come back. tonight we have results of a new study that says sharply lower blood pressure leads to significantly longer lives. we asked our dr. jon lapook to explain. >> reporter: current guidelines for people with high blood pressure generally target a level of below 140, for those age 60 and over below 150. this trial followed more than 9,000 people over 50 with high blood pressure and at least one other risk factor for heart disease. doctors used medication to lower their pressure to under either 140 or 120. in august the study was ended difference in outcomes. results published today show the under 120 group had a 38% lower risk of heart failure than the other group and a 27% lower risk
however, the under 120 group also had more serious side effects, like low blood pressure, fainting, abnormal blood chemistries, and kidney problems. dr. george bakris of university of chicago medicine specializes in treating high blood pressure. >> in these people that are older you can push the blood pressure down to 120. it is well tolerated, and there is a benefit. >> so jon, what are doctors likely to do with this information? >> well, scott, doctors tend to be cautious. while the more aggressive treatment does lower the risk of those heart problems, it can increase the risk of those other side effects we talked about. ongoing discussion of the pros and the cons. >> jon, thanks very much. well, there was plenty to talk about about what happened in meridian, mississippi on saturday night. theparking lot was gobbling up their cars and trucks. the sinkhole is 30 feet wide, 360 feet long.
211 years afte alexander hamilton and hip-hop might seem like an unlikely pair, but the combination is the hottest ticket on broadway. $57 million in advance sales and counting. lin-manuel miranda is the playwright and the composer, and he also plays the main character in hamilton. charlie rose sat down with him for "60 minutes." >> this is what i knew from high school. i knew hamilton died in a duel with the vice president. i knew he was on the $10 bill. but really i just was browsing the biography section. it could have been truman. >> and as you read it, what happened? >> i was thunderstruck. i got to the part where, you know, a hurricane destroys st. croix where hamilton is living and he writes a poem about the carnage and this poem gets him off the island.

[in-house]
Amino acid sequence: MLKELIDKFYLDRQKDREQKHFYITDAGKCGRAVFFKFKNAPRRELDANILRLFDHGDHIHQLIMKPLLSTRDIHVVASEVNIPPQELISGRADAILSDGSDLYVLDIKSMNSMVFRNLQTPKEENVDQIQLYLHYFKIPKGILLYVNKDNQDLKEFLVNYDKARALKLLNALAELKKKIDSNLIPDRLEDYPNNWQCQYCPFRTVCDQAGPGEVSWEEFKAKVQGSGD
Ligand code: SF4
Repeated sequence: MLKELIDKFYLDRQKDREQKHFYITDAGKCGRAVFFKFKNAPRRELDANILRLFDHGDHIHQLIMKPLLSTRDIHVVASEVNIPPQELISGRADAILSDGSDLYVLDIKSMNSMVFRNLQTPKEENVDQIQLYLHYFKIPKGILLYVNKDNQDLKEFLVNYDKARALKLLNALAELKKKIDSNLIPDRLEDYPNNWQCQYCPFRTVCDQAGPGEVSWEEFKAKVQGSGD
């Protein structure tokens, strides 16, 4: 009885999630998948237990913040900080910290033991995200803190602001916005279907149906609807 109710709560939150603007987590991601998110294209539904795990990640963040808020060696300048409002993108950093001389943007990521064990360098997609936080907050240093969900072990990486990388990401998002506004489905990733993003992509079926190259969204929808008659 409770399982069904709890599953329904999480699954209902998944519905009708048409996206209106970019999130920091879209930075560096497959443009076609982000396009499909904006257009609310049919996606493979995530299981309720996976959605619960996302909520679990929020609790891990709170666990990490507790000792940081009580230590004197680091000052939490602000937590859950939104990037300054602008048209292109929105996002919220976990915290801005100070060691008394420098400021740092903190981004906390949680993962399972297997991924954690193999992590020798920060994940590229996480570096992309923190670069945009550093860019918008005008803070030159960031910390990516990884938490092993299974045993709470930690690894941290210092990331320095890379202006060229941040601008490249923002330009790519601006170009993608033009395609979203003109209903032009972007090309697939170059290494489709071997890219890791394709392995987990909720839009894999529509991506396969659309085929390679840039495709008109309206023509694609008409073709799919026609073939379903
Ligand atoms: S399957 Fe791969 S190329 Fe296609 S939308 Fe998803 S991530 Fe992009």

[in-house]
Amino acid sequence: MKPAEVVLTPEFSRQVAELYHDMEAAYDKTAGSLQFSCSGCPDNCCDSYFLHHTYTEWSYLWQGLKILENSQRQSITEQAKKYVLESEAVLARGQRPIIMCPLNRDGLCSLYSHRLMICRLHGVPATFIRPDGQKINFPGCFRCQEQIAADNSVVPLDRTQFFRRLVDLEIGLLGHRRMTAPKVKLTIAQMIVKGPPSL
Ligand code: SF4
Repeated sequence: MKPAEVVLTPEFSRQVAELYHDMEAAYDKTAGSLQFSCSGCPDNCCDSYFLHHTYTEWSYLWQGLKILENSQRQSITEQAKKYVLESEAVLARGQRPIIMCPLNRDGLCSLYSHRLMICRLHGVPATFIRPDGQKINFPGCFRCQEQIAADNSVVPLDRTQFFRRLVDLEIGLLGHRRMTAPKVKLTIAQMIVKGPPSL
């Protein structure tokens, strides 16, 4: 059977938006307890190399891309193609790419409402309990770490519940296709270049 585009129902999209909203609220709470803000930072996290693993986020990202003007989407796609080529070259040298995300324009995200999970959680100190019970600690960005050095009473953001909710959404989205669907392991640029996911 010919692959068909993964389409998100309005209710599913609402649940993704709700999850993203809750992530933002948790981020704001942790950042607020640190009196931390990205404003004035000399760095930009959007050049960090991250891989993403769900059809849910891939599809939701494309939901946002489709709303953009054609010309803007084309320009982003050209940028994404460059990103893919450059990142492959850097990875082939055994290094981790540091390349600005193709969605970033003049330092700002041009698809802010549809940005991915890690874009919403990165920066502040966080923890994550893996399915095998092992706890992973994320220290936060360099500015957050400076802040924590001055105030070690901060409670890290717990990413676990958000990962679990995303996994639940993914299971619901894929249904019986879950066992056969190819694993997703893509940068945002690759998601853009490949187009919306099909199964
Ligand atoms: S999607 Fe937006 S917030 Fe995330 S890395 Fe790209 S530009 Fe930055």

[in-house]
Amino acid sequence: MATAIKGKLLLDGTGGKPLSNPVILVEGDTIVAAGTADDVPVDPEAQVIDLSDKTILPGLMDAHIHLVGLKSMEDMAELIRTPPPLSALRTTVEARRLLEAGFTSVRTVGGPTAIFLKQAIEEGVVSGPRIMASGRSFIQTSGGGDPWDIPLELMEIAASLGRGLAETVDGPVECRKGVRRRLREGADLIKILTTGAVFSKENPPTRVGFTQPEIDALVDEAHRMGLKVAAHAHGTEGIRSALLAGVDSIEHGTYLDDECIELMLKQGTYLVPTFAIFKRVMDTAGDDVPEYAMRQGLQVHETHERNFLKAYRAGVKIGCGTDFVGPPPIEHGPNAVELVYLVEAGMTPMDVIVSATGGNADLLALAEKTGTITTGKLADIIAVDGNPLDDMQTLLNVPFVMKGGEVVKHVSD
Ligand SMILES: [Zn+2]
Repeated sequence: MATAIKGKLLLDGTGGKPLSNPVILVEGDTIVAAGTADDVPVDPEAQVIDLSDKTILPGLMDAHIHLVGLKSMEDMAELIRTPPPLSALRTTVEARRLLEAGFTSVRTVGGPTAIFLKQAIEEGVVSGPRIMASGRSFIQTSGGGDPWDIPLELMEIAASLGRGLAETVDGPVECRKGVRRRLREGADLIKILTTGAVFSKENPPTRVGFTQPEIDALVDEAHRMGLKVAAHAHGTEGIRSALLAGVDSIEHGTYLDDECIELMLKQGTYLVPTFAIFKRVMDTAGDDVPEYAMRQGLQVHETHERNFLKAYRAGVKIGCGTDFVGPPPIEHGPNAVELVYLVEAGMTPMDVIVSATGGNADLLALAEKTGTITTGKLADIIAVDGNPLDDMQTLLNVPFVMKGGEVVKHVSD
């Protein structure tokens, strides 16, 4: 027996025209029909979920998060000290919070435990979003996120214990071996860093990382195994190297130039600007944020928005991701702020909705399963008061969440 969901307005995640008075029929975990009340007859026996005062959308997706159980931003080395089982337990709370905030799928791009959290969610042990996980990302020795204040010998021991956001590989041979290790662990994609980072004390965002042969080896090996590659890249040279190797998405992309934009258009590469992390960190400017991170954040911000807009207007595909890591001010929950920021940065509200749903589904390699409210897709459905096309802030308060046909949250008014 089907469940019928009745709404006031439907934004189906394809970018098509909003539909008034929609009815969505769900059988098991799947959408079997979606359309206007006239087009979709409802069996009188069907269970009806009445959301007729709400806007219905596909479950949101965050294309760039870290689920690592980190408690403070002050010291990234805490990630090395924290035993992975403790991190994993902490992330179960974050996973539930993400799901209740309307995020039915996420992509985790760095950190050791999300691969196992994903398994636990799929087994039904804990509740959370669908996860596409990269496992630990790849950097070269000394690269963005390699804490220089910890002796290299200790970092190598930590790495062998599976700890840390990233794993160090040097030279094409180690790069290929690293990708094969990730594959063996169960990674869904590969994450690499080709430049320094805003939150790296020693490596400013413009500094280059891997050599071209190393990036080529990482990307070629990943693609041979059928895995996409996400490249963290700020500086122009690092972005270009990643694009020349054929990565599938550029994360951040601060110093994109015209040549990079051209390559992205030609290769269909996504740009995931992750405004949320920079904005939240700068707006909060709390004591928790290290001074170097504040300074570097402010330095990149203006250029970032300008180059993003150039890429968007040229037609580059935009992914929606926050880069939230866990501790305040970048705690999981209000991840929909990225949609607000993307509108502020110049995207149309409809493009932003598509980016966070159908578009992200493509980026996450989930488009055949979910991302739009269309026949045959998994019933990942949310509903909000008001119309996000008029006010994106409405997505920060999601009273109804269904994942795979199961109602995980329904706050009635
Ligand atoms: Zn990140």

>> you saw a rap artist in him. >> yes. i drew a direct line between hamilton's writing his way out of his circumstances and the rappers i'd grown up adoring. >> reporter: miranda's gift is making that story come alive. >> are you ready for a cabinet meeting, huh? >> reporter: witness hamilton's battle with jefferson over how to pay off the revolutionary war debt. in virginia we plant seeds in the ground we create you just want to move our money around this financial plan is an outrageous demand and there's too many damn pages for any man to understand thomas, that was a real nice declaration welcome to the present we're running a real nation would you like to join us or stay mellow doing whatever the hell it is you do in monticello a civics lesson from a slaver hey, neighbor your debts are paid because you don't pay for labor we plant seeds in the south, we create yeah, keep ranting we know who's really doing the planting >> i think the secret sauce of
this show is that i can't believe this story's true. it's such an improbable and amazing story. and i learned about it while i was writing it. and i think that enthusiasm is baked into the recipe. >> and that's the overnight news for this tuesday. for some of you the news continues. for others check back with us just a little later for the morning news and "cbs this morning."